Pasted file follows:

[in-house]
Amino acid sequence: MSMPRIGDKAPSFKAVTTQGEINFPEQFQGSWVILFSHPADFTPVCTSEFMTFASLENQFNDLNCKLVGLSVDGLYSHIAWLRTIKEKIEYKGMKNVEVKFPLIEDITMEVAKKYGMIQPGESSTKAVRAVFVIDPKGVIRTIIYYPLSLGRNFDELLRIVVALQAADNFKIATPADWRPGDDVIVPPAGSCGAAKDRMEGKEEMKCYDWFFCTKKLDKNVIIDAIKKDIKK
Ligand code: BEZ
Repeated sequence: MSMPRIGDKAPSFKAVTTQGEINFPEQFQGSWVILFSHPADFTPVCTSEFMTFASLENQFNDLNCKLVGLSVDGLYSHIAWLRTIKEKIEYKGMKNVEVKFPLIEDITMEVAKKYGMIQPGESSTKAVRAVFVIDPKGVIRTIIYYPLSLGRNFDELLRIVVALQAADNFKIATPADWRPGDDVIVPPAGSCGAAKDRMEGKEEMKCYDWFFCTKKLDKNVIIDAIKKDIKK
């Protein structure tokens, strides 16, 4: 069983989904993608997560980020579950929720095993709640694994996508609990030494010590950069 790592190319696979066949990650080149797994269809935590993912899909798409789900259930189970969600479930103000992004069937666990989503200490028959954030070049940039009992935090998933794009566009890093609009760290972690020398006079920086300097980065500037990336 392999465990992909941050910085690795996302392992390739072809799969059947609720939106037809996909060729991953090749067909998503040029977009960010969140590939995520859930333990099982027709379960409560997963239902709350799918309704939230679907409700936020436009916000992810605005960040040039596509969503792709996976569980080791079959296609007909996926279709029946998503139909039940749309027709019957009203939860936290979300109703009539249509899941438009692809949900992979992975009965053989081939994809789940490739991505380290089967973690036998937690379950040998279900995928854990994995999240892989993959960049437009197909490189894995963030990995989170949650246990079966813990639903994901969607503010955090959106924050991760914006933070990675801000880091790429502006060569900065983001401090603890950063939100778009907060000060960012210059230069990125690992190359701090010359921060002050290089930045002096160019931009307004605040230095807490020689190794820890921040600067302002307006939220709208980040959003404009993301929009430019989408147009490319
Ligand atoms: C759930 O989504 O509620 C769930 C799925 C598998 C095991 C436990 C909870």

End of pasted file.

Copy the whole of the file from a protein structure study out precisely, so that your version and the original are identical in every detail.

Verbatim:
[in-house]
Amino acid sequence: MSMPRIGDKAPSFKAVTTQGEINFPEQFQGSWVILFSHPADFTPVCTSEFMTFASLENQFNDLNCKLVGLSVDGLYSHIAWLRTIKEKIEYKGMKNVEVKFPLIEDITMEVAKKYGMIQPGESSTKAVRAVFVIDPKGVIRTIIYYPLSLGRNFDELLRIVVALQAADNFKIATPADWRPGDDVIVPPAGSCGAAKDRMEGKEEMKCYDWFFCTKKLDKNVIIDAIKKDIKK
Ligand code: BEZ
Repeated sequence: MSMPRIGDKAPSFKAVTTQGEINFPEQFQGSWVILFSHPADFTPVCTSEFMTFASLENQFNDLNCKLVGLSVDGLYSHIAWLRTIKEKIEYKGMKNVEVKFPLIEDITMEVAKKYGMIQPGESSTKAVRAVFVIDPKGVIRTIIYYPLSLGRNFDELLRIVVALQAADNFKIATPADWRPGDDVIVPPAGSCGAAKDRMEGKEEMKCYDWFFCTKKLDKNVIIDAIKKDIKK
């Protein structure tokens, strides 16, 4: 069983989904993608997560980020579950929720095993709640694994996508609990030494010590950069 790592190319696979066949990650080149797994269809935590993912899909798409789900259930189970969600479930103000992004069937666990989503200490028959954030070049940039009992935090998933794009566009890093609009760290972690020398006079920086300097980065500037990336 392999465990992909941050910085690795996302392992390739072809799969059947609720939106037809996909060729991953090749067909998503040029977009960010969140590939995520859930333990099982027709379960409560997963239902709350799918309704939230679907409700936020436009916000992810605005960040040039596509969503792709996976569980080791079959296609007909996926279709029946998503139909039940749309027709019957009203939860936290979300109703009539249509899941438009692809949900992979992975009965053989081939994809789940490739991505380290089967973690036998937690379950040998279900995928854990994995999240892989993959960049437009197909490189894995963030990995989170949650246990079966813990639903994901969607503010955090959106924050991760914006933070990675801000880091790429502006060569900065983001401090603890950063939100778009907060000060960012210059230069990125690992190359701090010359921060002050290089930045002096160019931009307004605040230095807490020689190794820890921040600067302002307006939220709208980040959003404009993301929009430019989408147009490319
Ligand atoms: C759930 O989504 O509620 C769930 C799925 C598998 C095991 C436990 C909870």